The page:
The party potential of this activity makes it a great choice during festive seasons.
This is another great virtual experience for teams to learn a new skill, only this time they can share the results on-screen. If you’ve played games like Blind Draw before, a painting class is a natural progression.
Again, you’ll need an experienced host and to provide people with materials in advance.
This is a good activity to warm up before a longer debate. Inform your team of the topic of the main debate and put them into huddle rooms to discuss it in small groups. The difference here is that you give each person an opinion to defend (this might not be one they agree with). This forces them to see things from a different perspective, which fosters understanding and diverse thinking.
At the end of this exercise, bring the team back together to debate the topic as a group. It’s sure to be productive.
Get someone to start or close the meeting for you. You can invite someone from a different department, a famous comedian, a DJ, or an entertainer. Guest speakers can be a great way to keep people excited about the meeting - and to give them a little healthy FOMOW (fear of missing out at work).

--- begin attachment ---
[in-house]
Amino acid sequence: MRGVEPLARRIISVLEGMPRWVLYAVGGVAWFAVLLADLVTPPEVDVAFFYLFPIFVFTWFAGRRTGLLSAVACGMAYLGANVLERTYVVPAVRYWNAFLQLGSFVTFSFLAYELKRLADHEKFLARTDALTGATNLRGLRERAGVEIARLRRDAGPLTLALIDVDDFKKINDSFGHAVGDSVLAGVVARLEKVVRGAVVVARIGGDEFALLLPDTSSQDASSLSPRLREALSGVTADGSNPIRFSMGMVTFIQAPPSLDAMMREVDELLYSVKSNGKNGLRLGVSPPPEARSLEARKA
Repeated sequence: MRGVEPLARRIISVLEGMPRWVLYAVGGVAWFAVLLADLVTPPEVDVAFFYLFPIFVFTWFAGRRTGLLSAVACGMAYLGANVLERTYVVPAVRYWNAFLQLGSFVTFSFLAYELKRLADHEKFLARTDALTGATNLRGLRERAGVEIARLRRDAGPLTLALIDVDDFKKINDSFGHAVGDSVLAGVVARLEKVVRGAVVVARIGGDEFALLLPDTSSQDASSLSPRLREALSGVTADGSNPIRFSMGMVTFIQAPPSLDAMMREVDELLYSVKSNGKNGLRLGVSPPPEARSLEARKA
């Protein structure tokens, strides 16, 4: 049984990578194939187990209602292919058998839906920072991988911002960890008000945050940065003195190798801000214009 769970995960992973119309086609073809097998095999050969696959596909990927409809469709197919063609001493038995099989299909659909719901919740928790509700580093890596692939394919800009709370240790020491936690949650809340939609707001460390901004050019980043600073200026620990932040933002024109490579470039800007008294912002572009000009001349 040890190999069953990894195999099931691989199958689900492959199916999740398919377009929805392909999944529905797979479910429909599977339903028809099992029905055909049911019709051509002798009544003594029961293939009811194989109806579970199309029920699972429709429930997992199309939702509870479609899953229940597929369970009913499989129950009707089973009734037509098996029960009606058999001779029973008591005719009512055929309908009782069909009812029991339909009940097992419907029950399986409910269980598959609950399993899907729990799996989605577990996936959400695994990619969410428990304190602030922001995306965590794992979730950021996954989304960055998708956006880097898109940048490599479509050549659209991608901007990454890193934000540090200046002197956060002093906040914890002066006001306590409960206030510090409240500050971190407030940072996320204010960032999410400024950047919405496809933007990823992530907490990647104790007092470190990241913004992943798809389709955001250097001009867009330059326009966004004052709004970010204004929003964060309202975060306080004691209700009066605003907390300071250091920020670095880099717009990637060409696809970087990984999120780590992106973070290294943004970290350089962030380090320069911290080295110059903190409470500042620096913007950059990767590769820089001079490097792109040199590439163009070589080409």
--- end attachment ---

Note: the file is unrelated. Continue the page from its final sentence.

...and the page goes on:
These questions help foster empathy and mutual understanding among diverse or global teams.
This is a lighthearted way for teams to learn things about each other they might otherwise not have a chance to discover. Ask them to come prepared with a pen and paper and give them a few minutes to write three defining moments from their life. Then, ask them to write a moment on the virtual whiteboard and talk about it for as long as they feel comfortable.
Another good ice breaker for global teams. At the start of the meeting, ask the group to share where they’re joining from in the chat. Write the answers up on the virtual whiteboard as they come in. If your video engagement platform supports word clouds, create one on the fly as a visual representation to see where most team members are based. The more locations, the better it looks.